On December 28, 2017, Jonathan W. Friedberg of the Wilmot Cancer Institute in Rochester, New York and colleagues published in Blood, results from a phase II study in patients with treatment-naïve classic Hodgkin lymphoma (HL). In this multi-center, open-label clinical trial, classic HL patients who were ineligible for or declined frontline chemotherapies were administered either brentuximab vedotin (BV) plus dacarbazine (DTIC), or BV plus bendamustine (NCT01716806). The primary endpoint was overall response rate (ORR) per investigator based on Revised Response Criteria for Malignant Lymphoma. Key secondary endpoints were safety, complete response (CR) rate, response duration, progression-free survival (PFS), B symptom resolution, and selected pharmacokinetic (PK) parameters. Overall survival (OS) was an additional endpoint.
- BV plus DTIC is an active and well-tolerated combination for patients aged >60 years with HL
- Although highly active at the doses evaluated, BV plus bendamustine is an unacceptably toxic combination in HL patients > 60 years of age
- Twenty-two (22) patients received 1.8 mg/kg BV and 375 mg/m2 DTIC for up to 12 cycles
- 20 more patients received 1.8 mg/kg BV plus 90 or 70 mg/m2 bendamustine for up to 6 cycles
- Subsequent BV monotherapy was allowed
- Approximately 30 patients were scheduled to receive BV plus bendamustine; however, there was a high incidence of serious adverse events and 2 deaths on the study, which led to discontinuation of bendamustine and cessation of enrollment
- Efficacy-evaluable patients treated with BV plus DTIC (n = 21), ORR = 100%, and CR rate = 62%
- Median PFS = 17.9 months
- Efficacy-evaluable patients treated with BV plus bendamustine (n = 17), ORR = 100%, with CR rate = 88%
- Median PFS and OS was not reached
- All patients who received BV plus DTIC experienced at least 1 treatment-related TEAE, 45% experienced grade ≥3 AEs, and 18% had SAEs
- Peripheral sensory neuropathy (PSN) was the most common TEAE overall (77%) and the most frequently occurring grade ≥3 TEAE
- Five patients (8%) were treated with systemic steroids for immune-related AEs
- Nearly all patients who received BV plus bendamustine experienced a treatment-related TEAE (95%)
- 90% had a grade ≥3 AE, and 65% had SAEs
The results of this study ought to serve as a template and give rise to additional studies of novel induction regimens for elderly HL patients. Because poor outcomes have been well-documented in these vulnerable patients, it is vitally important to refine these patient-specific induction treatment strategies. Demonstrable activity was seen with BV in combination with DTIC or bendamustine in elderly, frail patients with newly diagnosed HL, however, BV plus bendamustine was poorly tolerated by these patients at the frequency and dose levels studied. BV plus DTIC was not only highly active, with 13 of 21 patients achieving a relatively well-tolerated CR and an overall median PFS of 17. 9 months. This study demonstrated favorable tolerability and activity compared with historical chemotherapy regimens in this patient type. Confirmation of these data in larger trials is certainly warranted; nevertheless, given the poor outcomes currently seen with standard chemotherapy, these results suggest BV plus DTIC may be a viable treatment option for elderly patients with newly diagnosed HL.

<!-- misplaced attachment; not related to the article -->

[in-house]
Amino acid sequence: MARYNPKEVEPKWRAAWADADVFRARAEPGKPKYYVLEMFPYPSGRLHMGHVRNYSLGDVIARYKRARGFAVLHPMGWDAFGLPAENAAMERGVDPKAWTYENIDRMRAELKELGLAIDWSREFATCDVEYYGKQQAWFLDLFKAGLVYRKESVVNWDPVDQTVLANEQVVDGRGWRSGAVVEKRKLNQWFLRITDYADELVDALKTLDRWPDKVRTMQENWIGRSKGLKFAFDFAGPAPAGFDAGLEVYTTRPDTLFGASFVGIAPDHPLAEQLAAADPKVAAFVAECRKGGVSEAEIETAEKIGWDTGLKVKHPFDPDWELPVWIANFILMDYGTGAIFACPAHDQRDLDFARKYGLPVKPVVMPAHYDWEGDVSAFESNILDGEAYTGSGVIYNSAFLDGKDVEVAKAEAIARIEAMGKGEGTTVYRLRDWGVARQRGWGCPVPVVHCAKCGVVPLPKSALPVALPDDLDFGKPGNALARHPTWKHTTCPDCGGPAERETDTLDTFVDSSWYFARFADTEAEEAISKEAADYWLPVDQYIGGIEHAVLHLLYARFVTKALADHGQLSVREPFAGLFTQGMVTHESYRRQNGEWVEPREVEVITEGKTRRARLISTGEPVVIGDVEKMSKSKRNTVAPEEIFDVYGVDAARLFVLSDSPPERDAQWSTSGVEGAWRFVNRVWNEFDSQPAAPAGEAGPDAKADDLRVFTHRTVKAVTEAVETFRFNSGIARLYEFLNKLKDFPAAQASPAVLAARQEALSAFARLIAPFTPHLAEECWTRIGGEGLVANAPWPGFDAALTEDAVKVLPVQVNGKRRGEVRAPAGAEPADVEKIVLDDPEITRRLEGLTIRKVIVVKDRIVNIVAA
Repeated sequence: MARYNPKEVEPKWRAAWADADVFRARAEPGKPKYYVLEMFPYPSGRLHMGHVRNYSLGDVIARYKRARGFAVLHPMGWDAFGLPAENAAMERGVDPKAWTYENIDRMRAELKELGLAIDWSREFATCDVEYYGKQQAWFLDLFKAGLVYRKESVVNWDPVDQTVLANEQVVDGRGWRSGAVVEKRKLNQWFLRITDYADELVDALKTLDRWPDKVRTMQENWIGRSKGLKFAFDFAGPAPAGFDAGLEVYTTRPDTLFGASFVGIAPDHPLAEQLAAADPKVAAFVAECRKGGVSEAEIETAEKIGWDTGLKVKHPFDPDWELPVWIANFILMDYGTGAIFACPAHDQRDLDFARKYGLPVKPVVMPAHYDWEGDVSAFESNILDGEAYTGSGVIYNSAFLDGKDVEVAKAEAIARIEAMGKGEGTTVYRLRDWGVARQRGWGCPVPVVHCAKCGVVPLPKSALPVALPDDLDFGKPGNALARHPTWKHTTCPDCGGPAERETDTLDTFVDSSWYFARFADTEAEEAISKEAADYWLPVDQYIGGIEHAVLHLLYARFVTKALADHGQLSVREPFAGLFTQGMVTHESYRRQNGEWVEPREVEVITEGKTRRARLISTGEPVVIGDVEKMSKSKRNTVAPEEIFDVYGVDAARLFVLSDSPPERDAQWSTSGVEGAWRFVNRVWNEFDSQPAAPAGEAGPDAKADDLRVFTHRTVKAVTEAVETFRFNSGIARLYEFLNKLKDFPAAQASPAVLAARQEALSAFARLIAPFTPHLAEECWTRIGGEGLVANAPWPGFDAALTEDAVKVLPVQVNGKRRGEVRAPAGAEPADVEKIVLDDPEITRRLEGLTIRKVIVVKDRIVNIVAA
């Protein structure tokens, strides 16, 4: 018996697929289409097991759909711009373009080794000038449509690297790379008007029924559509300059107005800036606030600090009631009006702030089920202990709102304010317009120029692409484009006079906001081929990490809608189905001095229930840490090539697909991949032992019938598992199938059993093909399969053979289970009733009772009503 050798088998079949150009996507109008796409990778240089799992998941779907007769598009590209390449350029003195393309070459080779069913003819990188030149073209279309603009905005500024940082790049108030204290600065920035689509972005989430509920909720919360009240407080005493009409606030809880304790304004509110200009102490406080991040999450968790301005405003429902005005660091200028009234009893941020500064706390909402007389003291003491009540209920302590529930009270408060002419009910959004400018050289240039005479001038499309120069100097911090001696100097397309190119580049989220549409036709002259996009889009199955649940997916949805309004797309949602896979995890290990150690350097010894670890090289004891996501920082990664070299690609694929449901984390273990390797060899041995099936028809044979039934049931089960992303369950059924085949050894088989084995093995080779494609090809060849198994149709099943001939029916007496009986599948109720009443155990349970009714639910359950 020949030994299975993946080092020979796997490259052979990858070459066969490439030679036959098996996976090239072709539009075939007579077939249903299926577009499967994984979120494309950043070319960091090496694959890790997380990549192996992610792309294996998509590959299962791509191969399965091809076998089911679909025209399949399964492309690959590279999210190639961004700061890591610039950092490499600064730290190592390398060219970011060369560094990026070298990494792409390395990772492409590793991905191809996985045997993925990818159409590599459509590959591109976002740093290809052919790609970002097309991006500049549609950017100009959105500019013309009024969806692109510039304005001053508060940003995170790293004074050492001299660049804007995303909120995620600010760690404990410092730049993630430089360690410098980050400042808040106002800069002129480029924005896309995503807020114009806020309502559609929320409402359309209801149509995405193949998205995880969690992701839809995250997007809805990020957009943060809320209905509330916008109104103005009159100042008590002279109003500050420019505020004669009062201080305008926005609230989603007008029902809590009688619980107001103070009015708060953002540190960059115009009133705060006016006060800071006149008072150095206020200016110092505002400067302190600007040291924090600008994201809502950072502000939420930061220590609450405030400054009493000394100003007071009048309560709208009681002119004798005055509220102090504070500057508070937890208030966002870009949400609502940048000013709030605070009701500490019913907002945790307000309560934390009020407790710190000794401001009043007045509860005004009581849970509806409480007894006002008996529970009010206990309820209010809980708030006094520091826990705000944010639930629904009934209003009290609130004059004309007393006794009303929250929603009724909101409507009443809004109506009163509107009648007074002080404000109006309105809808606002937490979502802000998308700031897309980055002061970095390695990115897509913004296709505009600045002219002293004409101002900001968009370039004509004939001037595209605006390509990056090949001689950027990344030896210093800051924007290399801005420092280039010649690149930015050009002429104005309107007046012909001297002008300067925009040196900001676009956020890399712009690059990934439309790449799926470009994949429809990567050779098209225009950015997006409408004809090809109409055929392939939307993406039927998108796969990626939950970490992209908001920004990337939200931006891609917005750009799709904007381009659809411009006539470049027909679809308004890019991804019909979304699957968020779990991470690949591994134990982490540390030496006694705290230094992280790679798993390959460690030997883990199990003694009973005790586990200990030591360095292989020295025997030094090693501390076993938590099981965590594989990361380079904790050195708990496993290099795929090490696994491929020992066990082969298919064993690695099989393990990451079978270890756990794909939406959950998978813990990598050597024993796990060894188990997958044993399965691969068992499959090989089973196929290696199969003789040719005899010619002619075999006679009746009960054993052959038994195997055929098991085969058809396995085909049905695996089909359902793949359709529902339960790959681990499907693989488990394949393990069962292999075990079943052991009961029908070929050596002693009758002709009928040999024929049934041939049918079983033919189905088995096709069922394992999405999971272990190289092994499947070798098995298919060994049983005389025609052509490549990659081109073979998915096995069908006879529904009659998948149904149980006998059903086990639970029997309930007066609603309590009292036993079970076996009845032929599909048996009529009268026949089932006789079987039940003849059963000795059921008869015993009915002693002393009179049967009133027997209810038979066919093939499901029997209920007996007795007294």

Patients aged ≥60 years with treatment-naive Hodgkin lymphoma (HL) have few treatment options and inferior survival due to treatment-related toxicities and comorbidities. This phase 2, nonrandomized, open-label study evaluated brentuximab vedotin (BV) monotherapy (results previously reported), BV plus dacarbazine (DTIC), and BV plus bendamustine. Patients had classical HL and were ineligible for or declined frontline chemotherapy. Twenty-two patients received 1.8 mg/kg BV and 375 mg/m2 DTIC for up to 12 cycles, and 20 more patients received 1.8 mg/kg BV plus 90 or 70 mg/m2 bendamustine for up to 6 cycles (dose reduced due to toxicity). Subsequent BV monotherapy was allowed. Approximately 30 patients were to receive BV plus bendamustine; however, the incidence of serious adverse events (65%) and 2 deaths on study led to discontinuation of bendamustine and cessation of enrollment. Most patients had stage III/IV disease, and approximately half had ≥3 comorbidities or were impaired in ≥1 aspect that significantly interfered with quality of life. For BV plus DTIC, the objective response rate (ORR) was 100% and the complete remission (CR) rate was 62%. To date, the median progression-free survival (PFS) is 17.9 months. For BV plus bendamustine, the ORR was 100% and the CR rate was 88%. Neither the median PFS nor overall survival was reached. For elderly patients with HL, BV plus DTIC may be a frontline option based on tolerability and response duration. Despite activity, BV plus bendamustine is not a tolerable regimen in these patients. This trial was registered at www.clinicaltrials.gov as #NCT01716806.